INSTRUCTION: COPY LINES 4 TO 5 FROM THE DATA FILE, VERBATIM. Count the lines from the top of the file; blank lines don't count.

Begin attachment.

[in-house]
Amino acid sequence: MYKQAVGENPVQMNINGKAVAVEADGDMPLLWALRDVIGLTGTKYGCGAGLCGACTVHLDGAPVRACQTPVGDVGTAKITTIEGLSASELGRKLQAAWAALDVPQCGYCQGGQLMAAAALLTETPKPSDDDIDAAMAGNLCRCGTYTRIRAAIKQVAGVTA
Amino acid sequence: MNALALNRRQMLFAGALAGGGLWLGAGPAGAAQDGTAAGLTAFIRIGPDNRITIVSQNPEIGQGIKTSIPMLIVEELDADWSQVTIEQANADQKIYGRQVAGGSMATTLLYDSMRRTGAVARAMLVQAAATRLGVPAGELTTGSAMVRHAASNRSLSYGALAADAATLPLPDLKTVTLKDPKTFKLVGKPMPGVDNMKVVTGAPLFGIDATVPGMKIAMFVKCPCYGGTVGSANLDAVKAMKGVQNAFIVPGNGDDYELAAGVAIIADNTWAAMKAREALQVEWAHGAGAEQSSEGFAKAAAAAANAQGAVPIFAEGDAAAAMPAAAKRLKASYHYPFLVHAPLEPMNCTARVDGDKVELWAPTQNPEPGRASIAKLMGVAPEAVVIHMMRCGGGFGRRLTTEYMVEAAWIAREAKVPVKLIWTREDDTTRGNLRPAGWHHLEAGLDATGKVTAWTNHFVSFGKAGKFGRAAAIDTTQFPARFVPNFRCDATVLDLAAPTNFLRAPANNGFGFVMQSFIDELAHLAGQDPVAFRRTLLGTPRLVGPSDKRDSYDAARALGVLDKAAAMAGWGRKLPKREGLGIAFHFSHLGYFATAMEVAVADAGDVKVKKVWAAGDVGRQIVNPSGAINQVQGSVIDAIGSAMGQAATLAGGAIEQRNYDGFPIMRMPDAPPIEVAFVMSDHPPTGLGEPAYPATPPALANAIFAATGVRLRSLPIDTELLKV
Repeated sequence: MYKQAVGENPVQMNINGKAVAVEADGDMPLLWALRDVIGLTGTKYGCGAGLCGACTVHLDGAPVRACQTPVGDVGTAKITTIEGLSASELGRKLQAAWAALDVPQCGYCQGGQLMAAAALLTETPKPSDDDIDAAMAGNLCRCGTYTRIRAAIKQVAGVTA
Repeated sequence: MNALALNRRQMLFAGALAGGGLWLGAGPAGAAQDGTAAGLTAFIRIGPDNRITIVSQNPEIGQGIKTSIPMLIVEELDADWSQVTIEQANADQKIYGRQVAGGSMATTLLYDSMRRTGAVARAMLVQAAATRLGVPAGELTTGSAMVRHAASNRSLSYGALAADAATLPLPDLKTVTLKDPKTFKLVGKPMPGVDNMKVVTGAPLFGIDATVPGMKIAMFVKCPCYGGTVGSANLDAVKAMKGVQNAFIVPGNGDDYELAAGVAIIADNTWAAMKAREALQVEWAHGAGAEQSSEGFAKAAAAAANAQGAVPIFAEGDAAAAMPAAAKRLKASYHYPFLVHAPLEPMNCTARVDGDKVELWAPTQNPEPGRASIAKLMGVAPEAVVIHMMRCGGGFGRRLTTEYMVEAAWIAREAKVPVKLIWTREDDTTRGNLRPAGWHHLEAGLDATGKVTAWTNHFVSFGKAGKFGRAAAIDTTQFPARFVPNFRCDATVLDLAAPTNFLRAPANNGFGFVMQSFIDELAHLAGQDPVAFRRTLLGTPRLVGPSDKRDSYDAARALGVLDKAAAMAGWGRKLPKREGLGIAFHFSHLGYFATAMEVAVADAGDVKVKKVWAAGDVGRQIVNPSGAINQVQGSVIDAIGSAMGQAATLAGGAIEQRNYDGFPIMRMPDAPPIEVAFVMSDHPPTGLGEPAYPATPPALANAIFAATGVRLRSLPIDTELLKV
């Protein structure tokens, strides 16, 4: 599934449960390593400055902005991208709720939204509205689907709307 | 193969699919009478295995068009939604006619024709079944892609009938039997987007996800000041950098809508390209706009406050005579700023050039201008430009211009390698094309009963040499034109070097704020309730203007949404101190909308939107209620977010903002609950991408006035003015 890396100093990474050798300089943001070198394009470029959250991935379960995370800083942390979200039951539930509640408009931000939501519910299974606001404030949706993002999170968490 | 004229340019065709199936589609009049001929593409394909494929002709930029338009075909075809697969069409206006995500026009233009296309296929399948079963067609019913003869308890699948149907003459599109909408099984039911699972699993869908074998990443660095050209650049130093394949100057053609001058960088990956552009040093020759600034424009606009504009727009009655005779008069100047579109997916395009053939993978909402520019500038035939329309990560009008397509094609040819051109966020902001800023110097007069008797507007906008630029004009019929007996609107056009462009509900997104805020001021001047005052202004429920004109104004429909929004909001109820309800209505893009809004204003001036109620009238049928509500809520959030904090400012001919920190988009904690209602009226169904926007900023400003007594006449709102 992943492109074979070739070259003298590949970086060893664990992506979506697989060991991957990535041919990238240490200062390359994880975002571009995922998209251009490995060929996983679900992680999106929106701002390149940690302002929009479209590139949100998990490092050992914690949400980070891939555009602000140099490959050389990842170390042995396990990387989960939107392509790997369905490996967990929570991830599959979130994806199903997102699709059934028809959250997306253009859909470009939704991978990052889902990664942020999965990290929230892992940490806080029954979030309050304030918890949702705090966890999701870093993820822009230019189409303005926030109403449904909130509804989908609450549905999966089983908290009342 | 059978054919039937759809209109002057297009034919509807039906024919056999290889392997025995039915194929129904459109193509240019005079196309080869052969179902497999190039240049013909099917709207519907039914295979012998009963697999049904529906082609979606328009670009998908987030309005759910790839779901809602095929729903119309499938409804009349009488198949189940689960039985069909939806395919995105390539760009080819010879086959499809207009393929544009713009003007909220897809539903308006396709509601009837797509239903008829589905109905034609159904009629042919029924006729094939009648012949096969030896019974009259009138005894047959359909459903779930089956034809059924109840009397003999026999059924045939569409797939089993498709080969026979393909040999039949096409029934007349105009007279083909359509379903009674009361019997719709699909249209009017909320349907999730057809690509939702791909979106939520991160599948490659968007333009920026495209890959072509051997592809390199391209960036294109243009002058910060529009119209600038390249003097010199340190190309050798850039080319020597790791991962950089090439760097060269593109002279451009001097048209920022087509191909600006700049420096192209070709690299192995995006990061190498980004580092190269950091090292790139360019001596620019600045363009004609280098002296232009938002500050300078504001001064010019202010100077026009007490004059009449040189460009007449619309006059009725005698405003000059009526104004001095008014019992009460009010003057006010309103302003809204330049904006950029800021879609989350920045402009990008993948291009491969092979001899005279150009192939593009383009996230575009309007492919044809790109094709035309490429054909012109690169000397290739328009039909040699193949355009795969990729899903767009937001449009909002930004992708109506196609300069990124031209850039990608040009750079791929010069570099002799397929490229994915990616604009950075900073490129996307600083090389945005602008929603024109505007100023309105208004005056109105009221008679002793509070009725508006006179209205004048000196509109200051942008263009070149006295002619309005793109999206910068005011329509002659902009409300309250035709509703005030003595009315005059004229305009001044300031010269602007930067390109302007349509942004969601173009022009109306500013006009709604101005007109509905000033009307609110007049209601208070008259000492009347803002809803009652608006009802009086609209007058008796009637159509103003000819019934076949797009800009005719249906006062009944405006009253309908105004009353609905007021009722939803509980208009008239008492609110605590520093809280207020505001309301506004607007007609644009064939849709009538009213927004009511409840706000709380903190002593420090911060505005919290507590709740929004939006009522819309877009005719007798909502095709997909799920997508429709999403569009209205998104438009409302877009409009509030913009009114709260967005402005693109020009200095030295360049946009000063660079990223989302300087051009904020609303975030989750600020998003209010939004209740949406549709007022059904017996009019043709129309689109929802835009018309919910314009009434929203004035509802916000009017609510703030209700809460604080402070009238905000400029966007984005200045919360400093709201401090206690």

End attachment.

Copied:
Repeated sequence: MYKQAVGENPVQMNINGKAVAVEADGDMPLLWALRDVIGLTGTKYGCGAGLCGACTVHLDGAPVRACQTPVGDVGTAKITTIEGLSASELGRKLQAAWAALDVPQCGYCQGGQLMAAAALLTETPKPSDDDIDAAMAGNLCRCGTYTRIRAAIKQVAGVTA
Repeated sequence: MNALALNRRQMLFAGALAGGGLWLGAGPAGAAQDGTAAGLTAFIRIGPDNRITIVSQNPEIGQGIKTSIPMLIVEELDADWSQVTIEQANADQKIYGRQVAGGSMATTLLYDSMRRTGAVARAMLVQAAATRLGVPAGELTTGSAMVRHAASNRSLSYGALAADAATLPLPDLKTVTLKDPKTFKLVGKPMPGVDNMKVVTGAPLFGIDATVPGMKIAMFVKCPCYGGTVGSANLDAVKAMKGVQNAFIVPGNGDDYELAAGVAIIADNTWAAMKAREALQVEWAHGAGAEQSSEGFAKAAAAAANAQGAVPIFAEGDAAAAMPAAAKRLKASYHYPFLVHAPLEPMNCTARVDGDKVELWAPTQNPEPGRASIAKLMGVAPEAVVIHMMRCGGGFGRRLTTEYMVEAAWIAREAKVPVKLIWTREDDTTRGNLRPAGWHHLEAGLDATGKVTAWTNHFVSFGKAGKFGRAAAIDTTQFPARFVPNFRCDATVLDLAAPTNFLRAPANNGFGFVMQSFIDELAHLAGQDPVAFRRTLLGTPRLVGPSDKRDSYDAARALGVLDKAAAMAGWGRKLPKREGLGIAFHFSHLGYFATAMEVAVADAGDVKVKKVWAAGDVGRQIVNPSGAINQVQGSVIDAIGSAMGQAATLAGGAIEQRNYDGFPIMRMPDAPPIEVAFVMSDHPPTGLGEPAYPATPPALANAIFAATGVRLRSLPIDTELLKV